Congress leader Rahul Gandhi disqualified as MP : Basics Explained

Congress leader Rahul Gandhi has been disqualified as a member of the Lok Sabha from the date of his conviction by a Surat court in the criminal defamation case on March 23 over his ‘Modi surname’ remark

The decision was taken under the provisions of Article 102 (l) (e) of the Constitution of India read with Section 8 of the Representation of the People Act, 1951.


Article  102 laid down the disqualification relating to the membership of both the houses of Parliament.

Article 191 of the Constitution of India mentioned the criteria for disqualifications from membership of a state legislature.

ART 191:

if he holds any office of profit under the Government of India or the Government of any State specified in the First Schedule, other than an office declared by the Legislature of the State by law not to disqualify its holder;

 b) if he is of unsound mind and stands so declared by a competent court; 

 c) if he is an undischarged insolvent.

 d) if he is not a citizen of India, or has voluntarily acquired the citizenship of a foreign State, or is under any acknowledgment of allegiance or adherence to a foreign State;

 e) if he is so disqualified by or under any law made by Parliament.

(2) A person shall be disqualified for being a member of the Legislative Assembly or Legislative Council of a State if he is so disqualified under the Tenth Schedule.

                Section 8 of the Representation of the People Act (RP Act) deals with disqualification on conviction for certain offences. A person convicted of any offence and sentenced to imprisonment for varying terms under Sections 8 (1) (2) and (3) shall be disqualified from the date of conviction and shall be disqualified for a further period of six years since his release. However, the Section 8 (4) of the RP Act gave protection to MPs and MLAs as they could continue in office even after conviction if an appeal is filed within three months.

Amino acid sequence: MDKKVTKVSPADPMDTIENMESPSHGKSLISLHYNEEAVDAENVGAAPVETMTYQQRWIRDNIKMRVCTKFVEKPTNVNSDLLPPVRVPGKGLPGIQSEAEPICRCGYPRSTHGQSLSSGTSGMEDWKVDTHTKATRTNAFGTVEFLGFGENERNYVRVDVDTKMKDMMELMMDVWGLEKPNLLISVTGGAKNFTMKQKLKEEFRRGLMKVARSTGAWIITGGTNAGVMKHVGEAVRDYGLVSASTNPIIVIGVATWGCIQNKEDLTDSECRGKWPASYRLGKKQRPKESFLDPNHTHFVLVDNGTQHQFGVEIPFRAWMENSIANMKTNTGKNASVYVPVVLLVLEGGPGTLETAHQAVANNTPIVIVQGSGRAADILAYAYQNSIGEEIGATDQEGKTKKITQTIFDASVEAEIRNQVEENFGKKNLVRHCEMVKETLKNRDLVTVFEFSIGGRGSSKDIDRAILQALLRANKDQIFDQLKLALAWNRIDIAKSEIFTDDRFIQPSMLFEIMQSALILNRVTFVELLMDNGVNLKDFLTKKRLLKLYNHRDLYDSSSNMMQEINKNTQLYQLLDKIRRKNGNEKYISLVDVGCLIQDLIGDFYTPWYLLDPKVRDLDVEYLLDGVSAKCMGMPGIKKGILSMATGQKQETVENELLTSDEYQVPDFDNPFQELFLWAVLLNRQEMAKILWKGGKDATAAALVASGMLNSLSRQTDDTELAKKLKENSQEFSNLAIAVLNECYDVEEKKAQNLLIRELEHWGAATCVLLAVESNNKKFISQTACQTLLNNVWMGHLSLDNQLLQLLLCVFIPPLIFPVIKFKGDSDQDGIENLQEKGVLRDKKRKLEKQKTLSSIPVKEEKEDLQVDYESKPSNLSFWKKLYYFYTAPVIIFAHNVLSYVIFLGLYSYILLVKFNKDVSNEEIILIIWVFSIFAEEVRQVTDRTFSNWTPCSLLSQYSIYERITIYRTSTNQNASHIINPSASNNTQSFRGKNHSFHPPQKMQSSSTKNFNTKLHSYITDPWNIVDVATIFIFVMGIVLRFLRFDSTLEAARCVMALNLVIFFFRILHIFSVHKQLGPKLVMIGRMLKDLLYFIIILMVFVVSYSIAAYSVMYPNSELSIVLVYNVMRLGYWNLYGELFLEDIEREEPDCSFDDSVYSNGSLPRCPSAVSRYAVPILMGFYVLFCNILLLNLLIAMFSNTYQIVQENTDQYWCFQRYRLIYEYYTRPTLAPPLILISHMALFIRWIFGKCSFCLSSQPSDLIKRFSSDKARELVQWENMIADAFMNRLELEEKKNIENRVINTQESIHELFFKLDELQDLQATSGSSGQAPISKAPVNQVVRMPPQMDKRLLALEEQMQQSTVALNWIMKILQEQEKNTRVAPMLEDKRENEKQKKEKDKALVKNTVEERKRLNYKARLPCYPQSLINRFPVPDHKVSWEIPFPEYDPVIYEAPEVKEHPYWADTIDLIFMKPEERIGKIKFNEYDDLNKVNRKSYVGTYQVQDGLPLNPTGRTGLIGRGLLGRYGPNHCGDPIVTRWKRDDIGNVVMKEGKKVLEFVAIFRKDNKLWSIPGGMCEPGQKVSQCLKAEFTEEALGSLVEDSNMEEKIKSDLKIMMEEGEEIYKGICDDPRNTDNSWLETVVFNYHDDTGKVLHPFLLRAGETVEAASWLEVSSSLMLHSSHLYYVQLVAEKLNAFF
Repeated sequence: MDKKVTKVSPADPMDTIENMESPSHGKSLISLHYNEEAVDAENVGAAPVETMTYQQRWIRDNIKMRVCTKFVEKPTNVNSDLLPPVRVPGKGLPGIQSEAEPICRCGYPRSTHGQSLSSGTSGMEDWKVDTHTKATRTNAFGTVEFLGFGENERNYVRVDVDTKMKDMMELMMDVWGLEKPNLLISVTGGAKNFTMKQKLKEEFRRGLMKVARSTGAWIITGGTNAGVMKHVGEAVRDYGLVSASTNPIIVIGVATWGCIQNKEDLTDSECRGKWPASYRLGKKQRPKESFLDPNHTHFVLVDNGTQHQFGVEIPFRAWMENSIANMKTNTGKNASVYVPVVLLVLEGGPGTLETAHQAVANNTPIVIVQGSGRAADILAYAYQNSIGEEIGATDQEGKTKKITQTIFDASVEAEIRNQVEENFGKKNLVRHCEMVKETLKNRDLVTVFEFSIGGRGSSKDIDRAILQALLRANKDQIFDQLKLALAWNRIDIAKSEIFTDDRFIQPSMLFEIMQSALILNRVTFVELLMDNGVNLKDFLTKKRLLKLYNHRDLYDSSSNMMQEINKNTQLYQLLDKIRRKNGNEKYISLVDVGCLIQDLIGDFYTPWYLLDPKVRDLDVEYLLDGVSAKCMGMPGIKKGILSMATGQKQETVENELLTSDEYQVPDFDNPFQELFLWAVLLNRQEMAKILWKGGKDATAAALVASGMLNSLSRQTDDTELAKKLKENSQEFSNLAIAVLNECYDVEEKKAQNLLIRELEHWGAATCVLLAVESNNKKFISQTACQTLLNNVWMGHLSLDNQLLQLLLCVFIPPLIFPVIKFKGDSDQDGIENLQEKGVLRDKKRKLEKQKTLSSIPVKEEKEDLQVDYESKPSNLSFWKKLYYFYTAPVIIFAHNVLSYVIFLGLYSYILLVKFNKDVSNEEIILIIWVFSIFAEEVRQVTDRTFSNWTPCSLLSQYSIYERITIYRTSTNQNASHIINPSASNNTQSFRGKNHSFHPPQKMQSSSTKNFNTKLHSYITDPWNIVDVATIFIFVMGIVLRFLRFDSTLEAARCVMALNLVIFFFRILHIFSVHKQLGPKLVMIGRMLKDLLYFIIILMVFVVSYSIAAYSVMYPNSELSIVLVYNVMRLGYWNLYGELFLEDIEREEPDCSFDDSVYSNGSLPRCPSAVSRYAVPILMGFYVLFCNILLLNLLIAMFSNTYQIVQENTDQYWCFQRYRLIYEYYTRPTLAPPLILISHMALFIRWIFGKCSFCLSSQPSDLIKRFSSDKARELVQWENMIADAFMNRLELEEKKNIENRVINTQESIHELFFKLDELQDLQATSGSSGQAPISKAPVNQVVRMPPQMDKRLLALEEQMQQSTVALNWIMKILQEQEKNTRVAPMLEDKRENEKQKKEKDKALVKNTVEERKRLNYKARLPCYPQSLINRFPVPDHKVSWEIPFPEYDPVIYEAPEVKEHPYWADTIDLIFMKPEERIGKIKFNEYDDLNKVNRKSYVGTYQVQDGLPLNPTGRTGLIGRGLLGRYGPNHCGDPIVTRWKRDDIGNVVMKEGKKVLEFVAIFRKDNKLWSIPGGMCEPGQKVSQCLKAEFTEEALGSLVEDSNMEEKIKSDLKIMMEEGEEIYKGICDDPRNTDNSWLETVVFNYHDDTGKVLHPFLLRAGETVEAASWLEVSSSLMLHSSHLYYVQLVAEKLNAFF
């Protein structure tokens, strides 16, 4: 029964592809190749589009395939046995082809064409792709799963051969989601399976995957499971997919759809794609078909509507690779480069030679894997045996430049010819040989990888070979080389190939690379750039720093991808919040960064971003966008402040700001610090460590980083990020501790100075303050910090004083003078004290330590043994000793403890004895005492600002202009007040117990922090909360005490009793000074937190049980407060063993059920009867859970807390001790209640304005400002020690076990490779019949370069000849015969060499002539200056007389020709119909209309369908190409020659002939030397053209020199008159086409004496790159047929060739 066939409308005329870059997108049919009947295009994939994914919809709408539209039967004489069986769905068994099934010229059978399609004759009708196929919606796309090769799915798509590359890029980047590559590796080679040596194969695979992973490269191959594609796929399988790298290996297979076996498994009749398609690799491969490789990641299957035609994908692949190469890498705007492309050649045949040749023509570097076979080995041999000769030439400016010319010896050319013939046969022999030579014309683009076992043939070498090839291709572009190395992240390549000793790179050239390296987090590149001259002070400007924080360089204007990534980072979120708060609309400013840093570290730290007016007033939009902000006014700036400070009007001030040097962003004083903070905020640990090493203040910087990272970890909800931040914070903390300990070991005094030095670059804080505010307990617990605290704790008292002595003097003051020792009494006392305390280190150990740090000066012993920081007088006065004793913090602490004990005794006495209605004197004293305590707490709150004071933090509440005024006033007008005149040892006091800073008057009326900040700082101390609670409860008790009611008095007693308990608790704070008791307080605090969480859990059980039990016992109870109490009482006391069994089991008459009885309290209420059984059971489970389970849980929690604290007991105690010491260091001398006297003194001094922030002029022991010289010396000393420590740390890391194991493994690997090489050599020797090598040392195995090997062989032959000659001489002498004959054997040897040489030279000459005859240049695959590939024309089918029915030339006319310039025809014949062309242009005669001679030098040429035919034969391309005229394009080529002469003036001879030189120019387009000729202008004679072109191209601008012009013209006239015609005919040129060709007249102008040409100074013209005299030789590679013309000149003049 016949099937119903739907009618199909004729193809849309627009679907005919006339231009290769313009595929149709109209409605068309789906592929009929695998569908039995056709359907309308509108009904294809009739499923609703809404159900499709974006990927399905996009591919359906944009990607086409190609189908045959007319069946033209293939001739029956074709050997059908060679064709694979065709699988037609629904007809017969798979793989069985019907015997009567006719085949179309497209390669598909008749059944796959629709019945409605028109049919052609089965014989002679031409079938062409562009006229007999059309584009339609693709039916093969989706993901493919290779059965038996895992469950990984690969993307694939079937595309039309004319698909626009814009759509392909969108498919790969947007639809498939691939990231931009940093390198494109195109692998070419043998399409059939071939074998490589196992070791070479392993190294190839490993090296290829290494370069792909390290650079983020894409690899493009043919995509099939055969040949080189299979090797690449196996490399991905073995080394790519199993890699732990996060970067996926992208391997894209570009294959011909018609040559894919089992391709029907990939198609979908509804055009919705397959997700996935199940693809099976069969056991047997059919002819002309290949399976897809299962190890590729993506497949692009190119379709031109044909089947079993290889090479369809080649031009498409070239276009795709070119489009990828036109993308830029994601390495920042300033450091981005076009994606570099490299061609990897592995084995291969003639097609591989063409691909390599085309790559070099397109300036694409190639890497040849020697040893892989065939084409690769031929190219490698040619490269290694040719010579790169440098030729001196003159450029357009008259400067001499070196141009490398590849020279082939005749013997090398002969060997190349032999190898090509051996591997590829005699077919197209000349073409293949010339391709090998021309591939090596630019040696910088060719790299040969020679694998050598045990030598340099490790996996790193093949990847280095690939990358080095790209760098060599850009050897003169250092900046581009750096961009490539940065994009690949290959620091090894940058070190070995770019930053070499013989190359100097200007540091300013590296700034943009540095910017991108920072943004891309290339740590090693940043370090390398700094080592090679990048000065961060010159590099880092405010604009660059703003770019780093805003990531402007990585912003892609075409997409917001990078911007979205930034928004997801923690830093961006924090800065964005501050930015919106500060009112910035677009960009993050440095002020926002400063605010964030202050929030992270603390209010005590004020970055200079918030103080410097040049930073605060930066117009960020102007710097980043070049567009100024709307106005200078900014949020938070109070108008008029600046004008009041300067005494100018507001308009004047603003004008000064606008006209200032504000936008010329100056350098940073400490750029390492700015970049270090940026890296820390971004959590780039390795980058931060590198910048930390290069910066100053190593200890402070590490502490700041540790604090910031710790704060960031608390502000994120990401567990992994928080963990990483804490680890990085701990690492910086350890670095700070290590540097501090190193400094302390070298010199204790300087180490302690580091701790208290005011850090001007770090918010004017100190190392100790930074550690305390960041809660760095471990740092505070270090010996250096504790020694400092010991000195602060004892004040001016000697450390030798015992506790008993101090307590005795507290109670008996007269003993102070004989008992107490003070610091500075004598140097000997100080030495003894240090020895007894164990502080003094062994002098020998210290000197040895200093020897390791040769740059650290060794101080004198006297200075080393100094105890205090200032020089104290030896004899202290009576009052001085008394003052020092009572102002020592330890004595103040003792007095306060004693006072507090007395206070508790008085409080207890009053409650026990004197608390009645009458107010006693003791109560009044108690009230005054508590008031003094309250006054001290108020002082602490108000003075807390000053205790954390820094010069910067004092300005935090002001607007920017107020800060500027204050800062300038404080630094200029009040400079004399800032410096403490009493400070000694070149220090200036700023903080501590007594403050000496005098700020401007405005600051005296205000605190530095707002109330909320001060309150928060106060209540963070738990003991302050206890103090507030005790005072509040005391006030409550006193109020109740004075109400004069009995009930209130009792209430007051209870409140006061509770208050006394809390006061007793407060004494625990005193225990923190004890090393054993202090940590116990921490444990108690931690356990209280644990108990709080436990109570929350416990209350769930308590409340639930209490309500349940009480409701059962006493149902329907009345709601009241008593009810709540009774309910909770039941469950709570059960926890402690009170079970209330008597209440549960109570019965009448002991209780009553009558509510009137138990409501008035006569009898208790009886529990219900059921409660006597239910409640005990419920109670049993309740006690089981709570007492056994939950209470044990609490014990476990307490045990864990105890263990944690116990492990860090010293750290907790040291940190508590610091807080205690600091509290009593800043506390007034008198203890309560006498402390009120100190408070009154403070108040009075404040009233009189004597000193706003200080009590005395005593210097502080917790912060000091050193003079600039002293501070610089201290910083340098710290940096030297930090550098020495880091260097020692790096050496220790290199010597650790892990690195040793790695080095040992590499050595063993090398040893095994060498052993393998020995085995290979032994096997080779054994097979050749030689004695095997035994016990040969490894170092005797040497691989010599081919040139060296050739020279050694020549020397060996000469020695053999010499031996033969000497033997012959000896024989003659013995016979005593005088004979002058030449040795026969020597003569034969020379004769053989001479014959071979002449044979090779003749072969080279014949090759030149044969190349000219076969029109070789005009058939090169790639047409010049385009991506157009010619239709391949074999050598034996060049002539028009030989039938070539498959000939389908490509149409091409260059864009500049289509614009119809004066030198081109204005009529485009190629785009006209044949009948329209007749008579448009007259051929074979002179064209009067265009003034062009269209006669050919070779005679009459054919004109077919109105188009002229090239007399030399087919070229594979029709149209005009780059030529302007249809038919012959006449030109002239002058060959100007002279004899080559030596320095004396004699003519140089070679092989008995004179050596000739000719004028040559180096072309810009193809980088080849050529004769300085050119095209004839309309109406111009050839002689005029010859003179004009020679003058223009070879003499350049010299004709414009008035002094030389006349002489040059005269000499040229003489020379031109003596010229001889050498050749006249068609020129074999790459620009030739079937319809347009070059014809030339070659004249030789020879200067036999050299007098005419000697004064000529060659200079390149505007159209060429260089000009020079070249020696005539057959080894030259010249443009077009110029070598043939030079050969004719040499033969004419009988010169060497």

But in a recent judgement, Lilly Thomas case Supreme Court Bench of Justices A.K. Patnaik and S.J. Mukhopadhaya struck down Section 8 (4) as unconstitutional and held that chargesheeted Members of Parliament and MLAs, when convicted, will stand disqualified from membership of the House without being given three months’ time for appeal.

        Article 192 it has been mentioned that that if any question arises as to whether or not the member of a house of the legislature of a state has become subject to any of the disqualification criteria, the question shall be cited to the Governor of the State for decision who will act as per the opinion of the Election Commission (EC). His decision shall be final and may not be reviewed by any court of law.

Article 324 to 329 of Part XV of the Constitution deals with the electoral system in our country.

Constitution allows Parliament to make provisions in all matters relating to elections to the Parliament and State Legislatures.

In the exercise of this power, the Parliament has enacted laws like the Representation of the People Act 1950 (RPA Act 1950), Representation of the People Act 1951 (RPA Act 1951), and Delimitation Commission Act of 1952.


Leave a Comment


Welcome! Login in to your account

Remember me Lost your password?

Lost Password